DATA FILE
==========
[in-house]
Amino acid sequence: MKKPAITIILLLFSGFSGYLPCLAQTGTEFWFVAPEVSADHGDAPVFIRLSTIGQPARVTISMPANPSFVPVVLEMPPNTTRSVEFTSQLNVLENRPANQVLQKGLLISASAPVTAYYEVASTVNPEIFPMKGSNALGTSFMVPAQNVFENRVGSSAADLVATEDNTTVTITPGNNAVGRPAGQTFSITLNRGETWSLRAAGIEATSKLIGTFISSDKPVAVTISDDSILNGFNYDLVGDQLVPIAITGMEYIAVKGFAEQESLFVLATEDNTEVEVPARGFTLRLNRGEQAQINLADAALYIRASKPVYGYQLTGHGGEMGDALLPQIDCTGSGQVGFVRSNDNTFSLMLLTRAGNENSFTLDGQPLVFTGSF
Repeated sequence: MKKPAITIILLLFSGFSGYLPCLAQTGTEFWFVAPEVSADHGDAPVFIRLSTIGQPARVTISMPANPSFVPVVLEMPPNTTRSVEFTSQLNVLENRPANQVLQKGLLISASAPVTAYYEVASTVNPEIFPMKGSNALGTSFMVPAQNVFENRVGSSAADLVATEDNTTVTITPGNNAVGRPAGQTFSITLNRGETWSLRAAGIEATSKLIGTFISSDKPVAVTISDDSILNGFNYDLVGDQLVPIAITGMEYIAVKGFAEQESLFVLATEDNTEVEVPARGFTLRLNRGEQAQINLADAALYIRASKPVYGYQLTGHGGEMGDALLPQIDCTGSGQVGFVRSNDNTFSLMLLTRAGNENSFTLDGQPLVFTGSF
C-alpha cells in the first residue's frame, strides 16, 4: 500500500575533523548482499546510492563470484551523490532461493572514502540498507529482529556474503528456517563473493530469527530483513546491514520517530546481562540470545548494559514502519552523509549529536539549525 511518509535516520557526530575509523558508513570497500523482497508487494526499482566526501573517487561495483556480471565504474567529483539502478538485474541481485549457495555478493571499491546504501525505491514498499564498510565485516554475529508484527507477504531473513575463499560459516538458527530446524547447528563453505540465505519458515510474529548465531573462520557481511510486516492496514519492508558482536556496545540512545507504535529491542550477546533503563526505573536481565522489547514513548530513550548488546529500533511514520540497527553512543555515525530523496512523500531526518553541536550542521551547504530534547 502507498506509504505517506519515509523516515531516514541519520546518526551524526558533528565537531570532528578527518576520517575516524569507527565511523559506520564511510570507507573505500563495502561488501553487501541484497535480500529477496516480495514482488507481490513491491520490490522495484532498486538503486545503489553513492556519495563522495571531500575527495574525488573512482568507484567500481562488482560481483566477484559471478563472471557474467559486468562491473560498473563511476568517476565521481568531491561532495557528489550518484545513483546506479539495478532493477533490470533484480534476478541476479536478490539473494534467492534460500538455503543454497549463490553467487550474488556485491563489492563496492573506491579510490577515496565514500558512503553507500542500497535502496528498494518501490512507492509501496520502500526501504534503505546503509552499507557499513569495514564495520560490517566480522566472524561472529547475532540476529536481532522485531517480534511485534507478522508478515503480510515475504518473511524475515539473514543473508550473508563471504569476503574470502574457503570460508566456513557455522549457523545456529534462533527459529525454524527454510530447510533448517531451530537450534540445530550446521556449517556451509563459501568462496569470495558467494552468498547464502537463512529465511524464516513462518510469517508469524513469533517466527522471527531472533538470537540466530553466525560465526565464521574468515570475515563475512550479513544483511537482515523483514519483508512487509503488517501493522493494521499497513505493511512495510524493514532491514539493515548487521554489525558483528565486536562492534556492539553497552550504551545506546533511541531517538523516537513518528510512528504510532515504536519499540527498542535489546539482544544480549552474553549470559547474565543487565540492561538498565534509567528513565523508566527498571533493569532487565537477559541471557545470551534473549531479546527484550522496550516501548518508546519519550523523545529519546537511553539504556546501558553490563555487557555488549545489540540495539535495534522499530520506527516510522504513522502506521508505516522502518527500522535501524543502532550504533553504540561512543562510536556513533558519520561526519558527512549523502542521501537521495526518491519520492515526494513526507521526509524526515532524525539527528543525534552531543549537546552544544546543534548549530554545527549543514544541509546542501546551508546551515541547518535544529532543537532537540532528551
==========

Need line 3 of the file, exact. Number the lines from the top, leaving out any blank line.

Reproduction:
Repeated sequence: MKKPAITIILLLFSGFSGYLPCLAQTGTEFWFVAPEVSADHGDAPVFIRLSTIGQPARVTISMPANPSFVPVVLEMPPNTTRSVEFTSQLNVLENRPANQVLQKGLLISASAPVTAYYEVASTVNPEIFPMKGSNALGTSFMVPAQNVFENRVGSSAADLVATEDNTTVTITPGNNAVGRPAGQTFSITLNRGETWSLRAAGIEATSKLIGTFISSDKPVAVTISDDSILNGFNYDLVGDQLVPIAITGMEYIAVKGFAEQESLFVLATEDNTEVEVPARGFTLRLNRGEQAQINLADAALYIRASKPVYGYQLTGHGGEMGDALLPQIDCTGSGQVGFVRSNDNTFSLMLLTRAGNENSFTLDGQPLVFTGSF